First Published November 18, 2014, on Leah's former blog, "Being In Berkeley."
Yesterday stank. It was one of those Mondays that just can't be redeemed. It was one of those Mondays that felt like living in a National Lampoons movie. If you were watching it on the screen, it would feel cathartic to laugh at how many things are going wrong in these peoples' lives, but since you're not watching it, you're actually living it, you just want to slam the door to the bathroom - while the kids are screaming and smoke is spilling out of the fireplace rendering the air in the living room unbreathable - and sink onto the floor and rock feverishly back and forth. And then drink wine. That was yesterday.
We started today hung-over from the miserable Monday. The girls were up, and loud, and needing help early, before any of us should have had to put feet on the floor. Overwhelmed by the thought of another day of the same frustrations, Jason and I were cranky and irritable, eye-rolling and snapping at one another in an uncharacteristic way. We exchanged a perfunctory embrace before he and our son hopped on their bikes and rode off for the day, leaving me feeling hollow and lonely, on top of pre-coffee exhausted: not a good combination.
But today wasn’t the same as yesterday. The girls were actually fairly compliant through breakfast, for the most part sitting at the table, eating, and chatting away, giving me the space to make coffee. As we went through the rest of the morning routine, there was only one minor toddler meltdown by the time they were both dressed, which is pretty good in our house these days. After getting dressed, the girls found some toys they wanted to play with and they seemed to actually be playing nicely. Holding my breath, I stepped back and for a moment, watched them play. Then slowly, ever so slowly I crept into my room, closed the door, and sank onto the bed. And then I started to breathe. Really breathe.
Sometimes my prayer life is extremely verbose and chatty. Other times, all I’m trying to do is distill my mind and spirit enough that I can actually sense Emmanuel - God with me. Today was one of those days. For fifteen minutes or so I sat on my bed and invited Divine Presence. I said “Come” again and again in my mind’s voice. I heard the shouting, and laughing, and clanging right outside my room, but I chose not to listen to it. And there, in that space, I was comforted. Nothing in my circumstances had changed, but in the midst of trying times, I felt clearly that I was not alone in them. Armed with that hope, I gathered myself and re-entered the rest of the house.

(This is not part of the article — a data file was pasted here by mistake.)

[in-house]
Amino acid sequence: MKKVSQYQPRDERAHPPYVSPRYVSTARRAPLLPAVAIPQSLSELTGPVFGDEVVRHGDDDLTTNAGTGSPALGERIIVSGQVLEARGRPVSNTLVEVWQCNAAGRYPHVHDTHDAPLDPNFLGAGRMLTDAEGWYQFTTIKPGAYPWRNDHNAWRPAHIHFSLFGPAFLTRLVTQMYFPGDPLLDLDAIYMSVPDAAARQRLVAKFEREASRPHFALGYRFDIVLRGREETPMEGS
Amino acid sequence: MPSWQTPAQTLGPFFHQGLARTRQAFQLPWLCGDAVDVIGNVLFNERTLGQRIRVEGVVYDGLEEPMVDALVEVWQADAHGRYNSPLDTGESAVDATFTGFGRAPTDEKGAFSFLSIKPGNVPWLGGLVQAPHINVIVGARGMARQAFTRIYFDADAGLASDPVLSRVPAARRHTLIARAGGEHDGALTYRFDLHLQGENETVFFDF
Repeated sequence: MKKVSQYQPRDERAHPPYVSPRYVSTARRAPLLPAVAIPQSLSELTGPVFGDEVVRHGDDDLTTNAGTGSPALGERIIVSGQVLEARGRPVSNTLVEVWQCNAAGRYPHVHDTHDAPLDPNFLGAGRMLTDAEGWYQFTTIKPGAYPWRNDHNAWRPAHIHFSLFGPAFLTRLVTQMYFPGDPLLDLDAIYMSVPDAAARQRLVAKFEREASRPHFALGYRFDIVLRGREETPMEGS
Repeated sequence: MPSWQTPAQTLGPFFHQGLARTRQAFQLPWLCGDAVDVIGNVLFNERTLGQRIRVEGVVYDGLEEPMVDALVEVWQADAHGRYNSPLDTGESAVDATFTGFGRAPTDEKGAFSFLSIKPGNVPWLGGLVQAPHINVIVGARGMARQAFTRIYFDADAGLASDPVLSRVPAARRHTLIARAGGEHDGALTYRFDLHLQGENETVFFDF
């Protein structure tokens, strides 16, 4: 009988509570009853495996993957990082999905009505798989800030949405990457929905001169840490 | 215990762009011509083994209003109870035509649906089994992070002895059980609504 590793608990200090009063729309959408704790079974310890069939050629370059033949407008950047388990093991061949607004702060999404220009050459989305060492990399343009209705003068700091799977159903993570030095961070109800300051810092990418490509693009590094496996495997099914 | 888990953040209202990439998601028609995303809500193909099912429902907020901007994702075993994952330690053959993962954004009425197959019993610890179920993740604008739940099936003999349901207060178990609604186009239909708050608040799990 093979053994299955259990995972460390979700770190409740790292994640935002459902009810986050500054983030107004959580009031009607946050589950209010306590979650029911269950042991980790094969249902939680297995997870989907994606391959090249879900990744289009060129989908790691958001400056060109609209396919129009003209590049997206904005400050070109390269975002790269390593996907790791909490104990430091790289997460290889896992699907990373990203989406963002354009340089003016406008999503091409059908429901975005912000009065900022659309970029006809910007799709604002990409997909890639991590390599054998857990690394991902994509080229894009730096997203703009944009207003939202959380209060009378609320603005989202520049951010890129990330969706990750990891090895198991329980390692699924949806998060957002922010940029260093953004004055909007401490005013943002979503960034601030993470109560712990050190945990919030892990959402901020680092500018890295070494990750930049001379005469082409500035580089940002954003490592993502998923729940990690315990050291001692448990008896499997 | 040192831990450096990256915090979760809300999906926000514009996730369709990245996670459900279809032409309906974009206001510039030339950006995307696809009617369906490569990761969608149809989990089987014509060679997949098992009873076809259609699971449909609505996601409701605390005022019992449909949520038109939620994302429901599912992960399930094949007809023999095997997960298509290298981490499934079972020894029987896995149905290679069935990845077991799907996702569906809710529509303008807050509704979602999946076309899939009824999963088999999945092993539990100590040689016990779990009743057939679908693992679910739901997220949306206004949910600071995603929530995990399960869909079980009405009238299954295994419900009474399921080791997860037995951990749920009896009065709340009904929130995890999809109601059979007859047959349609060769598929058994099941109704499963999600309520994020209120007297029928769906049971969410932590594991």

And that’s when I saw the Gratitude Tree. The tree is a family project I started a couple of weeks ago in an effort to bring some meaning for my kids to Thanksgiving. I think in my children's minds the last Thursday in November is basically the holiday, filled with food that they don’t like, that they have to get past so they can start all the fun Christmas activities. Wanting to bring something more to it this year, I bought a cardboard tree at the store, cut out some leaves, and invited my family to hang a leaf on the tree as a “thank you” each day.
Our family already has a habit of relating our highlights of the day over dinner. The kids (even two-year-old Gwen) each love telling us their “rose” (the best part of the day), their “thorn” (the worst), and their “bud” (what they’re looking forward to). This month, after dinner, we added the practice most days of writing down their “rose” on a leaf and adding it to the tree. “Each of these things is something we can say ‘thank you’ to Jesus for, and when we put them all together on the tree, we realize how much we have to be thankful for,” I explained to them.
But today the Gratitude Tree wasn’t an object lesson for my children; it was there for me. When I saw the tree as I left my room, I was reminded that gratitude is almost always a choice. I could return to lamenting my yesterday, grumbling about my morning, and looking ahead to the future frustrations of the day as confirmations that the universe is conspiring against me, or I could say “thank you” for the moment of grace I had just experienced. I chose the latter. Rather than wait for the end of the day, I decided there and then to pick up a pen and a leaf and write my thanks.
The moment of grace didn’t last long. A few minutes later, I discovered the reason my girls had been so occupied, along with the significant mess I’d need to clean up because of it. Moments into that endeavor, my toddler entered full-on meltdown-mode over a toy and I was back in the midst of trying to train a kicking and screaming toddler to share. But though the frustrations resumed, as I looked at the tree, the gratitude remained. And somehow, it really helped.
I think after Thanksgiving is over and Advent beings, rather than packing up and storing it, I may have to find a new home for the Gratitude Tree. Life will always present stressors, anxieties, and reasons to grumble. But the tree reminds me that those difficulties aren’t the full story. There may be messes, and screams, and smoke, and poop (lots of poop). But there’s also beauty and friendship and laughter and snuggles and Emmanuel. There really are a lot of leaves on that tree.